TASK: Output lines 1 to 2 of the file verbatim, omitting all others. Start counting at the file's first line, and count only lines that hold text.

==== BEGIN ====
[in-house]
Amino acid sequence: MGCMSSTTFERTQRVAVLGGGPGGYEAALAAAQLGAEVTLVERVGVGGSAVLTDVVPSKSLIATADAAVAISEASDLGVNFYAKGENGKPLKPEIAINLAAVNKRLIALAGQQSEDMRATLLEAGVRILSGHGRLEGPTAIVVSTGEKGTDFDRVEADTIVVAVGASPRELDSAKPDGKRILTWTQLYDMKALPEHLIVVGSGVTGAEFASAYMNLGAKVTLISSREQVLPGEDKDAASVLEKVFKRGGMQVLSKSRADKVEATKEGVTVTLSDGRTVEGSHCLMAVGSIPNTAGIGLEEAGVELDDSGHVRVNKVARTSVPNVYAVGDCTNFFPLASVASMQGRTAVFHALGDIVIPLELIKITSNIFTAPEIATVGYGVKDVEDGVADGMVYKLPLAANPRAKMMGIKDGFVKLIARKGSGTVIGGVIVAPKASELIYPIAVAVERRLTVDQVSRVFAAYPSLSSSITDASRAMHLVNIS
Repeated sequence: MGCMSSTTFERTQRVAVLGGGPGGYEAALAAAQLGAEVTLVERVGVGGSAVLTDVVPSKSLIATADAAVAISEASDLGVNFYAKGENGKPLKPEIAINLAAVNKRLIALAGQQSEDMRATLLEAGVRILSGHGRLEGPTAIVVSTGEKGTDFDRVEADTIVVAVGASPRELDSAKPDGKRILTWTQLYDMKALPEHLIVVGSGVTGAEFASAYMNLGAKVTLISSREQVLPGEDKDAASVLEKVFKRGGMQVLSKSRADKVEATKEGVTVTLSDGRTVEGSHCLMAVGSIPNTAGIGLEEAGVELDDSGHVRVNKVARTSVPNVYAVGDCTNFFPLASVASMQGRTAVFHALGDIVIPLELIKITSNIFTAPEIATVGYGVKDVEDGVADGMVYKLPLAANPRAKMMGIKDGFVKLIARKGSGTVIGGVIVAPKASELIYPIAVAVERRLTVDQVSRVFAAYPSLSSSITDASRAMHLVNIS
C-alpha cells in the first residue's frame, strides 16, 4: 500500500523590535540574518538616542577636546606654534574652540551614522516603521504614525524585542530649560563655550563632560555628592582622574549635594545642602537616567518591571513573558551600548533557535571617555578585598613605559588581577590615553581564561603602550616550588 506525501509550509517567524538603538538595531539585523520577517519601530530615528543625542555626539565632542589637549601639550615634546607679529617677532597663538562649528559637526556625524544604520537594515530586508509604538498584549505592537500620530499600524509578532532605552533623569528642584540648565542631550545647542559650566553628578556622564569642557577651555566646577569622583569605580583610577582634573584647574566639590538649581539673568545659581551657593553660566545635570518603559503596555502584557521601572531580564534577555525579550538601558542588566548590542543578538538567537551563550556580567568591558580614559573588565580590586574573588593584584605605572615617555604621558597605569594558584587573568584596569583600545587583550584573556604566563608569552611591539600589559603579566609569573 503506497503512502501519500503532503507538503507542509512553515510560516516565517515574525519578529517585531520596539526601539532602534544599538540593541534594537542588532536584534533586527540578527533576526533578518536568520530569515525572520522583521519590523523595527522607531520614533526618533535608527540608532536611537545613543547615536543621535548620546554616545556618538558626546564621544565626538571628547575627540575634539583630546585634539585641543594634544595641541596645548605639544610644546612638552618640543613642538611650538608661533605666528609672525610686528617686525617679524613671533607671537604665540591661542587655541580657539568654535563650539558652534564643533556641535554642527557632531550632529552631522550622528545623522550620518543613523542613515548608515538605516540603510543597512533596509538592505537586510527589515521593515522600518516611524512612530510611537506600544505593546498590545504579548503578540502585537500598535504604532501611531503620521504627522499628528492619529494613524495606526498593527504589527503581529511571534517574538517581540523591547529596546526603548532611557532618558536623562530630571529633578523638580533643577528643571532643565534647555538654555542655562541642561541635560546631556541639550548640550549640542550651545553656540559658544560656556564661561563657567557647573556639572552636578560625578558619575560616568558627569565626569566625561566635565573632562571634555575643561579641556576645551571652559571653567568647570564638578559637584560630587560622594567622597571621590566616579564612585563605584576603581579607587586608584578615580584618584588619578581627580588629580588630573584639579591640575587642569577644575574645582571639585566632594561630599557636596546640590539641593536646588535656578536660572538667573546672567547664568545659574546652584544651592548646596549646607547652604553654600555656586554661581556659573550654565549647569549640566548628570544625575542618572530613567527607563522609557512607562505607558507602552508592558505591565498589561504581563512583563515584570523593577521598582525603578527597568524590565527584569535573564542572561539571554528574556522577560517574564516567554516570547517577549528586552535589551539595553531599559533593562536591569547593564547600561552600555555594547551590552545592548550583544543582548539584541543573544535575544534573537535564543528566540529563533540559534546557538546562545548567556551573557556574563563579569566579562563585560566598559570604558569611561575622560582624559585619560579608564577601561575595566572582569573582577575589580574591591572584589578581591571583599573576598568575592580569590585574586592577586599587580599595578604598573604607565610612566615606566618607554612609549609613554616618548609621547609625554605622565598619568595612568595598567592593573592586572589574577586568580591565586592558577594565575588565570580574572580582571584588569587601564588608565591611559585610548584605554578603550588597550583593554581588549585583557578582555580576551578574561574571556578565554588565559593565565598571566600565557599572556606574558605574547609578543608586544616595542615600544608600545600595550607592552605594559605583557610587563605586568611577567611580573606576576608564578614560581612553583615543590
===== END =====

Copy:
[in-house]
Amino acid sequence: MGCMSSTTFERTQRVAVLGGGPGGYEAALAAAQLGAEVTLVERVGVGGSAVLTDVVPSKSLIATADAAVAISEASDLGVNFYAKGENGKPLKPEIAINLAAVNKRLIALAGQQSEDMRATLLEAGVRILSGHGRLEGPTAIVVSTGEKGTDFDRVEADTIVVAVGASPRELDSAKPDGKRILTWTQLYDMKALPEHLIVVGSGVTGAEFASAYMNLGAKVTLISSREQVLPGEDKDAASVLEKVFKRGGMQVLSKSRADKVEATKEGVTVTLSDGRTVEGSHCLMAVGSIPNTAGIGLEEAGVELDDSGHVRVNKVARTSVPNVYAVGDCTNFFPLASVASMQGRTAVFHALGDIVIPLELIKITSNIFTAPEIATVGYGVKDVEDGVADGMVYKLPLAANPRAKMMGIKDGFVKLIARKGSGTVIGGVIVAPKASELIYPIAVAVERRLTVDQVSRVFAAYPSLSSSITDASRAMHLVNIS